Use kinetic molecular theory to explain how changes in energy content affect the state of matter (solid, liquid and gaseous phases).

9C.2.1.4.2

Use the kinetic molecular theory to explain the behavior of gases and the relationship among temperature, pressure, volume and the number of particles.

9P.1.3.3.1

Describe changes in society that have resulted from significant discoveries and advances in technology in physics. For example: Transistors, generators, radio/television, or microwave ovens.

9P.1.3.4.1

Use significant figures and an understanding of accuracy and precision in scientific measurements to determine and express the uncertainty of a result.

9P.2.2.1.1

Use vectors and free-body diagrams to describe force, position, velocity and acceleration of objects in two-dimensional space.

9P.2.2.1.2

Apply Newtons three laws of motion to calculate and analyze the effect of forces and momentum on motion.

9P.2.2.1.3

Use gravitational force to explain the motion of objects near Earth and in the universe.

9P.2.2.2.1

Explain and calculate the work, power, potential energy and kinetic energy involved in objects moving under the influence of gravity and other mechanical forces.

9P.2.2.2.2

Describe and calculate the change in velocity for objects when forces are applied perpendicular to the direction of motion. For example: Objects in orbit.

9P.2.2.2.3

Use conservation of momentum and conservation of energy to analyze an elastic collision of two solid objects in one-dimensional motion.

9P.2.3.1.1

Analyze the frequency, period and amplitude of an oscillatory system. For example: An ideal pendulum, a vibrating string, or a vibrating spring-and-mass system.

9P.2.3.1.2

Describe how vibration of physical objects sets up transverse and/or longitudinal waves in gases, liquids and solid materials.

9P.2.3.1.3

Explain how interference, resonance, refraction and reflection affect sound waves.

9P.2.3.1.4

Describe the Doppler effect changes that occur in an observed sound as a result of the motion of a source of the sound relative to a receiver.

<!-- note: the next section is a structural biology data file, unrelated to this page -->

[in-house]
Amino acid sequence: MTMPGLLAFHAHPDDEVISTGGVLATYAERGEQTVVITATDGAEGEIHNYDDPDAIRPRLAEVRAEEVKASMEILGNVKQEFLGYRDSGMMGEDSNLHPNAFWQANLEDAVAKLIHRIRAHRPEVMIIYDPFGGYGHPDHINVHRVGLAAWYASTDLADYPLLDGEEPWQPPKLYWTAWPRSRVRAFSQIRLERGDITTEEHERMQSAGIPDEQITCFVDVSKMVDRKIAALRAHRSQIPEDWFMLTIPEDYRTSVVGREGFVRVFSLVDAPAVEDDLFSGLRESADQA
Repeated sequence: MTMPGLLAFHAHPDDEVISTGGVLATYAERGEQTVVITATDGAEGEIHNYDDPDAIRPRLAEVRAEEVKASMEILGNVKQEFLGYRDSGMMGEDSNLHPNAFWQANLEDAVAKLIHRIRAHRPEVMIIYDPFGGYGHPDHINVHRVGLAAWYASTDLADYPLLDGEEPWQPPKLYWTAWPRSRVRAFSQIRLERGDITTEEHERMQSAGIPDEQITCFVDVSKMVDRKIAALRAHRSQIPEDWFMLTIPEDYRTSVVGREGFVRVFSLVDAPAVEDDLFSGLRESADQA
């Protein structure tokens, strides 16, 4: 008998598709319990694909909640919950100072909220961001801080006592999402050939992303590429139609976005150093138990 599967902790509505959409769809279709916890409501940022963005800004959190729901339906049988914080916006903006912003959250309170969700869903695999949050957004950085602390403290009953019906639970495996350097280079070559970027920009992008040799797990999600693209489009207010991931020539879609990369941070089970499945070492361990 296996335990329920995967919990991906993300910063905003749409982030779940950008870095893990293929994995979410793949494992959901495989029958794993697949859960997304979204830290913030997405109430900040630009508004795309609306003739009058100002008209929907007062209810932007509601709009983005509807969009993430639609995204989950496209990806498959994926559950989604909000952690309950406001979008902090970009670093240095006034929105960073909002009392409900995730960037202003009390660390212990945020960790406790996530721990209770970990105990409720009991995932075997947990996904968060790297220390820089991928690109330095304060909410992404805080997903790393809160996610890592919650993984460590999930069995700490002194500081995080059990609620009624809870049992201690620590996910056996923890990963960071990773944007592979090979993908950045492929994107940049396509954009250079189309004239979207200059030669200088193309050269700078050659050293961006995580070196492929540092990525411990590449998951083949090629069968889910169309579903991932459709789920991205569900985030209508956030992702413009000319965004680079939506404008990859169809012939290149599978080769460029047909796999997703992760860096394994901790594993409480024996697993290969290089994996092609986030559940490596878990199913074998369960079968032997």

9P.2.3.2.1

Explain why currents flow when free charges are placed in an electric field, and how that forms the basis for electric circuits.

9P.2.3.2.2

Explain and calculate the relationship of current, voltage, resistance and power in series and parallel circuits. For example: Determine the voltage between two points in a series circuit with two resistors.

9P.2.3.2.3

Describe how moving electric charges produce magnetic forces and moving magnets produce electric forces.

9P.2.3.2.4

Use the interplay of electric and magnetic forces to explain how motors, generators, and transformers work.

9P.2.3.3.1

Describe the nature of the magnetic and electric fields in a propagating electromagnetic wave.

9P.2.3.3.2

Explain and calculate how the speed of light and its wavelength change when the medium changes.

9P.2.3.3.3

Explain the refraction and/or total internal reflection of light in transparent media, such as lenses and optical fibers.

9P.2.3.3.4

Use properties of light, including reflection, refraction, interference, Doppler effect and the photoelectric effect, to explain phenomena and describe applications.

9P.2.3.3.5

Compare the wave model and particle model in explaining properties of light.

9P.2.3.3.6

Compare the wavelength, frequency and energy of waves in different regions of the electromagnetic spectrum and describe their applications.

9P.2.3.4.1

Describe and calculate the quantity of heat transferred between solids and/or liquids, using specific heat, mass and change in temperature.

9P.2.3.4.2

Explain the role of gravity, pressure and density in the convection of heat by a fluid.

9P.2.3.4.3

Compare the rate at which objects at different temperatures will transfer thermal energy by electromagnetic radiation.